Insurance lawyers have warned that government plans to prevent responsible businesses and volunteers from being sued may have little effect in practice.

David Johnson (pictured), president of the Forum of Insurance Lawyers, appeared yesterday at the House of Commons public bill committee to give his verdict on the Social Action, Heroism and Responsibility Bill.

The legislation seeks to reassure people involved in rescues or business owners that courts will consider the context of their actions if they are sued for negligence.

Johnson said the bill was well-intentioned but adds little to the Compensation Act 2006, which already requires courts to ‘have regard to’ what prompted an individual’s actions.

Johnson said the bill, which had its second reading in the House of Commons in July, needs ‘more robust’ wording and definitions of subjective terms which are too open to interpretation.

Johnson said: ‘It needs to be recognised that very few activities in life are entirely risk free, and that the promotion of health and safety standard must be balanced with maintaining the personal freedoms that enable individuals and organisations to engage in activities of social worth. The thinking behind SARAH is laudable, but in practice it may ultimately be ineffective in its current form.’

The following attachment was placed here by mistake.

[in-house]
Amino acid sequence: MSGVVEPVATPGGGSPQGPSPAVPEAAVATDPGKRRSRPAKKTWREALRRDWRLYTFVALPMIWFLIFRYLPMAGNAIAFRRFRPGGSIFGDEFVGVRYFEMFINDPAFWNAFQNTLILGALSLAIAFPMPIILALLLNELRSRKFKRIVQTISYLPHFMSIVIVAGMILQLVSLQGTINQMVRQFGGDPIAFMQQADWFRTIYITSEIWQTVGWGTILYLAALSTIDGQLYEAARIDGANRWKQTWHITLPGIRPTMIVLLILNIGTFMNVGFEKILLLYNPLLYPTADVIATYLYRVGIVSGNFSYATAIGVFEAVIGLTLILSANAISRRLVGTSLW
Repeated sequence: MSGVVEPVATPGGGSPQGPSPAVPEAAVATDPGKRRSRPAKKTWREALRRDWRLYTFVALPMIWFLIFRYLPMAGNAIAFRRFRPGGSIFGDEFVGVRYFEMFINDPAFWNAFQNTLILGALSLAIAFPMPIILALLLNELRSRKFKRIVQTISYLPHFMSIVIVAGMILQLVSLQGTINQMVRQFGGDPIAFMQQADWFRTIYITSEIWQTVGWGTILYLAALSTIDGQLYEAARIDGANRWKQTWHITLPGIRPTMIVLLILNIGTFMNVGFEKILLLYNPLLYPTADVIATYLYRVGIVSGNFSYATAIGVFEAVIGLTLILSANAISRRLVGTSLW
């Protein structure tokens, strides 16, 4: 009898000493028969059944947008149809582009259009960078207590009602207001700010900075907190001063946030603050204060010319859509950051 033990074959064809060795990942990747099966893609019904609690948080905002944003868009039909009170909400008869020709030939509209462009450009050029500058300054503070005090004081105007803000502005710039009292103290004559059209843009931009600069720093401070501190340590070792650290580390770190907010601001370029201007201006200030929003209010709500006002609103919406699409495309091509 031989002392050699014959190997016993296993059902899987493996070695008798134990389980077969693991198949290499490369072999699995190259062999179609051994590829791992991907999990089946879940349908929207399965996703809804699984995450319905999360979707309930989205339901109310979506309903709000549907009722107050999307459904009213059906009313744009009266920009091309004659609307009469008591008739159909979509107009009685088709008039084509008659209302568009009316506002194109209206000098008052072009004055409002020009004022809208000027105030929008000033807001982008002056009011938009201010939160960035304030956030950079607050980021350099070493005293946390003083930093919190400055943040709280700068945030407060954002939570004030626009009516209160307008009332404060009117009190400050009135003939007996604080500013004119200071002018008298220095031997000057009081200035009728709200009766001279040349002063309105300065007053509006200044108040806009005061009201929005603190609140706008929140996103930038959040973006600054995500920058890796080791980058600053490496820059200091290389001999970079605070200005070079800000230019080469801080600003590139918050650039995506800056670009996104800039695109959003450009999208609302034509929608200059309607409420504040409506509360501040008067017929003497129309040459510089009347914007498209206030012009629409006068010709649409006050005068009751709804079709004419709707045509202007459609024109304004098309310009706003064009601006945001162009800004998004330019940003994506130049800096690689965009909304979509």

While insurance lawyers oppose the bill in its present form, claimant solicitors have suggested the legislation is at best unnecessary and at worse potentially damaging.

Fraser Whitehead, head of group litigation at national firm Slater & Gordon, warned committee members the bill could have far-ranging consequences hindering access to justice.

‘This bill is in need of very substantial redrafting - it is beyond amendment.,’ said Whitehead. ‘Without this it will produce highly undesirable consequences. If government acts in haste we all might regret at length. It could lower the standing of our law and of law making.’

John Spencer, president of the Association of Personal Injury Lawyers, accused the government of creating an ‘ill-though-through, populist’ piece of legislation, which could encourage unsafe and reckless behaviour.

He added: ‘None of us would want to send our child off on a school trip and have them injured, and likewise we don’t want them to be prevented from going on the trip because of a fear of litigation. But the fear is based on perception and we need education, not legislation, to address that.’

The committee will report its findings on the proposed bill to the House of Commons on 14 October.